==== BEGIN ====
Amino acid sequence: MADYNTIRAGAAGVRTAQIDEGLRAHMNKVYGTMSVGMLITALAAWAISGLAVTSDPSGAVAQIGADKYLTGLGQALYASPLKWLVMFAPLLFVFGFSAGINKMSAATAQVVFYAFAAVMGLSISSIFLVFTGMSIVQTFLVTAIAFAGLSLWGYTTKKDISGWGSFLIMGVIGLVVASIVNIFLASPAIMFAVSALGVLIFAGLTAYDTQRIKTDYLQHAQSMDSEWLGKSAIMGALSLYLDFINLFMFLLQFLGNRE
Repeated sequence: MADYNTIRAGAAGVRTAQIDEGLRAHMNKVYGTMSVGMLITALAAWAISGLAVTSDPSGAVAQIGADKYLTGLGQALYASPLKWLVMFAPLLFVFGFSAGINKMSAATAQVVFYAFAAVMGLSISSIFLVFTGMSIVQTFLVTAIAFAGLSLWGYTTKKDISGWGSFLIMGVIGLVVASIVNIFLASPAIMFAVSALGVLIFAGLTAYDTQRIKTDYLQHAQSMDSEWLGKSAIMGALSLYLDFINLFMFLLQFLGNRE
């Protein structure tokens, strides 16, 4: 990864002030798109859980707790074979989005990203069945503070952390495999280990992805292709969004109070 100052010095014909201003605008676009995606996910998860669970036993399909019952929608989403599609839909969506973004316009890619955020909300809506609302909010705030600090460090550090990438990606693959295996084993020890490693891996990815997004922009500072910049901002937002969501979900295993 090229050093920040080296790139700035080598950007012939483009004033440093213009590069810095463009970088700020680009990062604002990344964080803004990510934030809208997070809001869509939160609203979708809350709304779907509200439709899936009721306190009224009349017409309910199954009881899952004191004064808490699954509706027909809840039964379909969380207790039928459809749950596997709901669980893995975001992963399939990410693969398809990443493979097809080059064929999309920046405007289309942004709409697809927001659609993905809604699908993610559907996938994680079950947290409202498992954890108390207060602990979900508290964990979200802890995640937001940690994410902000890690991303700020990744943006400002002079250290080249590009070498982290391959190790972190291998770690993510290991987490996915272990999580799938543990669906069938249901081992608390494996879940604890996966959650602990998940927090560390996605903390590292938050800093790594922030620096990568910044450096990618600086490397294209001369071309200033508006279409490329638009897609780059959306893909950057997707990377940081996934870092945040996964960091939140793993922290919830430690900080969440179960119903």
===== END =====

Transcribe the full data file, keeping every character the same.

Amino acid sequence: MADYNTIRAGAAGVRTAQIDEGLRAHMNKVYGTMSVGMLITALAAWAISGLAVTSDPSGAVAQIGADKYLTGLGQALYASPLKWLVMFAPLLFVFGFSAGINKMSAATAQVVFYAFAAVMGLSISSIFLVFTGMSIVQTFLVTAIAFAGLSLWGYTTKKDISGWGSFLIMGVIGLVVASIVNIFLASPAIMFAVSALGVLIFAGLTAYDTQRIKTDYLQHAQSMDSEWLGKSAIMGALSLYLDFINLFMFLLQFLGNRE
Repeated sequence: MADYNTIRAGAAGVRTAQIDEGLRAHMNKVYGTMSVGMLITALAAWAISGLAVTSDPSGAVAQIGADKYLTGLGQALYASPLKWLVMFAPLLFVFGFSAGINKMSAATAQVVFYAFAAVMGLSISSIFLVFTGMSIVQTFLVTAIAFAGLSLWGYTTKKDISGWGSFLIMGVIGLVVASIVNIFLASPAIMFAVSALGVLIFAGLTAYDTQRIKTDYLQHAQSMDSEWLGKSAIMGALSLYLDFINLFMFLLQFLGNRE
């Protein structure tokens, strides 16, 4: 990864002030798109859980707790074979989005990203069945503070952390495999280990992805292709969004109070 100052010095014909201003605008676009995606996910998860669970036993399909019952929608989403599609839909969506973004316009890619955020909300809506609302909010705030600090460090550090990438990606693959295996084993020890490693891996990815997004922009500072910049901002937002969501979900295993 090229050093920040080296790139700035080598950007012939483009004033440093213009590069810095463009970088700020680009990062604002990344964080803004990510934030809208997070809001869509939160609203979708809350709304779907509200439709899936009721306190009224009349017409309910199954009881899952004191004064808490699954509706027909809840039964379909969380207790039928459809749950596997709901669980893995975001992963399939990410693969398809990443493979097809080059064929999309920046405007289309942004709409697809927001659609993905809604699908993610559907996938994680079950947290409202498992954890108390207060602990979900508290964990979200802890995640937001940690994410902000890690991303700020990744943006400002002079250290080249590009070498982290391959190790972190291998770690993510290991987490996915272990999580799938543990669906069938249901081992608390494996879940604890996966959650602990998940927090560390996605903390590292938050800093790594922030620096990568910044450096990618600086490397294209001369071309200033508006279409490329638009897609780059959306893909950057997707990377940081996934870092945040996964960091939140793993922290919830430690900080969440179960119903």